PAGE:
Four guys with upside I think we can see show itself this fall in the AFC South.
Maybe Wade Phillips’ lasting love for veteran addition Bradie James puts a damper on the opportunity for inside linebacker Darryl Sharpton. Sharpton was lost for the season at the end of October last year with a right knee/quadriceps injury. He’s out of action until training camp as the quad heals.
I think James, who played for Phillips in Dallas, probably will wind up with the edge in system smarts. But when he’s healthy, Sharpton should be a better option physically than James. James is 31 and Sharpton is 24.
Outside of health issues, I’ve not heard a bad thing out of Texans’ headquarters about Sharpton as a football player. Brian Cushing isn’t leaving the field when he’s healthy, so Sharpton will have to beat out James for chances to be part of the base 3-4, where whoever plays alongside Cushing will leave the field when the team goes to nickel.
Donald Brown had chances under the previous Colts’ regime to earn a bigger role, but he landed himself in the doghouse. It’s too early to say the first-round pick from the team’s 2009 draft is not a good back. After all, he owns a 4.2-yard per carry average.
He’s at the head of the line now, in front of Delone Carter and rookie fifth-rounder Vick Ballard. Brown will need to show offensive coordinator Bruce Arians that he can reliably pick up a blitzer and contribute in pass protection.
But Chuck Pagano is going to be a coach who’s more reliant on the run, and I suspect he’ll give Brown a significant chance to show the Colts he can be decisive, which will maximize his chances to break off big runs and be the team’s lead back.
The time is now for G Eben Britton, who returns from a herniated disk in his back that needed surgery and cost him all but four games last season. The Jaguars loved Britton as a second-round pick out of Arizona in 2009.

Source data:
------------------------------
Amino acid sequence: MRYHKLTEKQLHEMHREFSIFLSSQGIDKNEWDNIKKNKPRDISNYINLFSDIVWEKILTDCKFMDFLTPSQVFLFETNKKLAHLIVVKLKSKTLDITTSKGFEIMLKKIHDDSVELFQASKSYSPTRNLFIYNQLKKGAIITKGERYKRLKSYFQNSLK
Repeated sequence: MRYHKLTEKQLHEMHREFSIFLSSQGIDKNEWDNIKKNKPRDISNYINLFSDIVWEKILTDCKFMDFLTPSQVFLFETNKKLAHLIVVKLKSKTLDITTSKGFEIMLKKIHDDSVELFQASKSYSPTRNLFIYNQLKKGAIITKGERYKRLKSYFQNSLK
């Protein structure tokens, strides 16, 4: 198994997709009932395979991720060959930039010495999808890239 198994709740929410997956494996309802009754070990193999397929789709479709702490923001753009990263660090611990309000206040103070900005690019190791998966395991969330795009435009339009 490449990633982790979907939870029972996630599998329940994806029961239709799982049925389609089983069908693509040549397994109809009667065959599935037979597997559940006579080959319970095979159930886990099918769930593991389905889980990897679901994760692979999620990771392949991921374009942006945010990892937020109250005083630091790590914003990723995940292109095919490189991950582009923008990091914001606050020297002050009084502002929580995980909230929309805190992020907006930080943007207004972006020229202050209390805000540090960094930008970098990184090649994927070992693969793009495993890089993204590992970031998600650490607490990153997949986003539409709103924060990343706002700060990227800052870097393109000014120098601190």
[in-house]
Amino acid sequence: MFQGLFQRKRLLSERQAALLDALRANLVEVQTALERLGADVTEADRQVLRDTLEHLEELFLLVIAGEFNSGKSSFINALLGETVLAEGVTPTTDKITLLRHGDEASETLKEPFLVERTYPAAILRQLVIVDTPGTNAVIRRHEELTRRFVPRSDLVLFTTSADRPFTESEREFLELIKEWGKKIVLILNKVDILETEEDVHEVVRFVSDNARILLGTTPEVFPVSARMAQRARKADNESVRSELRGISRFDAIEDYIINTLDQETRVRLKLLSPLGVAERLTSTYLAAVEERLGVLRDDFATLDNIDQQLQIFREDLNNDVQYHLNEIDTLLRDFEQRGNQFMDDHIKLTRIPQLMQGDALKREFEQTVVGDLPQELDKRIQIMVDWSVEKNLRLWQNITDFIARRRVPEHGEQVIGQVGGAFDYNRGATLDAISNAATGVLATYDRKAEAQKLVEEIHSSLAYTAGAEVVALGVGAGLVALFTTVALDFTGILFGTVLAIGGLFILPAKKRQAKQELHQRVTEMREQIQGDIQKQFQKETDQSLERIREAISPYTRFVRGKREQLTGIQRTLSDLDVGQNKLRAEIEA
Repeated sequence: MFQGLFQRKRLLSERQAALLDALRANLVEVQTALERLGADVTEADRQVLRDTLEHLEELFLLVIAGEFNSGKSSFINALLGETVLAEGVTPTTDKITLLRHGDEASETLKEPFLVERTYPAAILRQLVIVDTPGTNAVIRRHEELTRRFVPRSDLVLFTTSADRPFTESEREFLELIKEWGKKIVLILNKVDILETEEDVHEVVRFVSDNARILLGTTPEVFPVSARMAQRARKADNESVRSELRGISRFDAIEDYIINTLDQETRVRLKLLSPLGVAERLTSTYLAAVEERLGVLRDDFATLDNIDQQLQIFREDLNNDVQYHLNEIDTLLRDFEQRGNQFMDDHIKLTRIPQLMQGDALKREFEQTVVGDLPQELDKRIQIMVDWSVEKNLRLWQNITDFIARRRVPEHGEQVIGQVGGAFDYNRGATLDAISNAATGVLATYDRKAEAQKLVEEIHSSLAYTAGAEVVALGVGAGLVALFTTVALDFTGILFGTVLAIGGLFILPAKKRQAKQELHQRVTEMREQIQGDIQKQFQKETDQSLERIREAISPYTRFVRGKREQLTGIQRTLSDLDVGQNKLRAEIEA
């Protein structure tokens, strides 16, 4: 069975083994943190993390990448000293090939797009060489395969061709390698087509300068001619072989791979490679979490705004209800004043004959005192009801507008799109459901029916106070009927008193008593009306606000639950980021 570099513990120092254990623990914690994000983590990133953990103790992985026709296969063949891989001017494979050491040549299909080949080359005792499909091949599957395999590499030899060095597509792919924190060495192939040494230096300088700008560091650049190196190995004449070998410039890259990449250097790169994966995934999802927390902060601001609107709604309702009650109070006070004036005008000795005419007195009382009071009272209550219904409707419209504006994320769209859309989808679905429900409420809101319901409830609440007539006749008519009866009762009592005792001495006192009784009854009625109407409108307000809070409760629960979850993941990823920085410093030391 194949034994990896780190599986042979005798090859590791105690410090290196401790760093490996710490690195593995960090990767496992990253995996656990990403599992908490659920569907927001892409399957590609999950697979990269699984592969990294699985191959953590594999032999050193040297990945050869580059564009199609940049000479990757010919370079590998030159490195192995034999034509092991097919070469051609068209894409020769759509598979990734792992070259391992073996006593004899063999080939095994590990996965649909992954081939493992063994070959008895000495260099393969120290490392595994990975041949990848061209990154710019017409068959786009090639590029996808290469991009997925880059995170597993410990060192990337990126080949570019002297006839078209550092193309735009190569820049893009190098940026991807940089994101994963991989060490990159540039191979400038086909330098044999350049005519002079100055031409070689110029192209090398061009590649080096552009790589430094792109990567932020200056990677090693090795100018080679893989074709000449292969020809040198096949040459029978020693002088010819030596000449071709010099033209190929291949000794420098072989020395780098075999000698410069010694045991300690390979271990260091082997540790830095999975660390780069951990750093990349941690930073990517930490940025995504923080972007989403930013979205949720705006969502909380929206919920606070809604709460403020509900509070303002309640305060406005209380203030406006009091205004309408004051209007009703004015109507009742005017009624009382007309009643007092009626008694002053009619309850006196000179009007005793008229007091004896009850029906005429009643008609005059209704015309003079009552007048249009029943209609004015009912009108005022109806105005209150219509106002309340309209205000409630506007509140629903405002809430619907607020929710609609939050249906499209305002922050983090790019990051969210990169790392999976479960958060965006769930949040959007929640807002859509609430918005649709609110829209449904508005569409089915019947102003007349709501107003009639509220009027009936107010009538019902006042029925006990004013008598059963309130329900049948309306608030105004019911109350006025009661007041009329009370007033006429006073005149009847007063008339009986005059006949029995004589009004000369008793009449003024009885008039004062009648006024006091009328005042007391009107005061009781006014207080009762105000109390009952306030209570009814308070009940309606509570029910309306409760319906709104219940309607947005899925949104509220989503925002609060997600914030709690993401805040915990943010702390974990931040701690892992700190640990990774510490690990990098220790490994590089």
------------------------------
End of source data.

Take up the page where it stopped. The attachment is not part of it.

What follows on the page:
He’s a bright guy who will have no problem understanding what it is the new Jaguars offense calls on him to do. Britton moves well, which should allow him to steer defenders out of the way of the spot where Blaine Gabbert intends to throw from and the lane where Maurice Jones-Drew intends to run.
The question may concern how much strength the Jaguars' right tackle has gained and how well he can hold up after missing 22 of 48 possible starts in his first three years.
The Titans thought they were getting a guy who could have a quick impact in 2010 when they drafted Georgia Tech defensive end Derrick Morgan in the first round. An explosive edge player who’s 6-foot-3 and 278 pounds, they expected him to be a key pass-rusher.
But after just four games in his rookie season, he suffered a torn ACL and was lost for the year. And in his second year he was playing for a new coordinator and defensive line coach who asked the ends to line up over the tackle and concentrate on stopping the run rather than lining up wide and attempting to stop the run on the way to the quarterback.
With Keith Millard added to the staff specifically to coach pass-rushers, Morgan has an additional resource. The team didn’t draft at his position the way many expected, and he’ll have plenty of chances to show the Titans he can produce like they expected him to when they drafted him.